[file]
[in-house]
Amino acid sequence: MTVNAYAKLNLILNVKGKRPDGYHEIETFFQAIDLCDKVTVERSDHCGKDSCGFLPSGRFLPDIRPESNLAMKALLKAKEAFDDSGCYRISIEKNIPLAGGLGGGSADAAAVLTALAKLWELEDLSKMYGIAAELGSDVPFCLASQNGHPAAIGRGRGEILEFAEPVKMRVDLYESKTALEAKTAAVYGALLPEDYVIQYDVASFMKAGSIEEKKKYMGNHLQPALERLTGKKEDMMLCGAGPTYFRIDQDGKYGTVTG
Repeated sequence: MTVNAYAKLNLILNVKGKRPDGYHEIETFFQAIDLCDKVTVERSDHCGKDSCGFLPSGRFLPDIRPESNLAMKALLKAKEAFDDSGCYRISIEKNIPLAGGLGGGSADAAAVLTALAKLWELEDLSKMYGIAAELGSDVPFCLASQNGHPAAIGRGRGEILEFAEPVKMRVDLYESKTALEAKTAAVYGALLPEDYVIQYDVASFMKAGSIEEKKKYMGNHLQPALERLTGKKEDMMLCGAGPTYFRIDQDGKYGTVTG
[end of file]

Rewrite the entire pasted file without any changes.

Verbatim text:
[in-house]
Amino acid sequence: MTVNAYAKLNLILNVKGKRPDGYHEIETFFQAIDLCDKVTVERSDHCGKDSCGFLPSGRFLPDIRPESNLAMKALLKAKEAFDDSGCYRISIEKNIPLAGGLGGGSADAAAVLTALAKLWELEDLSKMYGIAAELGSDVPFCLASQNGHPAAIGRGRGEILEFAEPVKMRVDLYESKTALEAKTAAVYGALLPEDYVIQYDVASFMKAGSIEEKKKYMGNHLQPALERLTGKKEDMMLCGAGPTYFRIDQDGKYGTVTG
Repeated sequence: MTVNAYAKLNLILNVKGKRPDGYHEIETFFQAIDLCDKVTVERSDHCGKDSCGFLPSGRFLPDIRPESNLAMKALLKAKEAFDDSGCYRISIEKNIPLAGGLGGGSADAAAVLTALAKLWELEDLSKMYGIAAELGSDVPFCLASQNGHPAAIGRGRGEILEFAEPVKMRVDLYESKTALEAKTAAVYGALLPEDYVIQYDVASFMKAGSIEEKKKYMGNHLQPALERLTGKKEDMMLCGAGPTYFRIDQDGKYGTVTG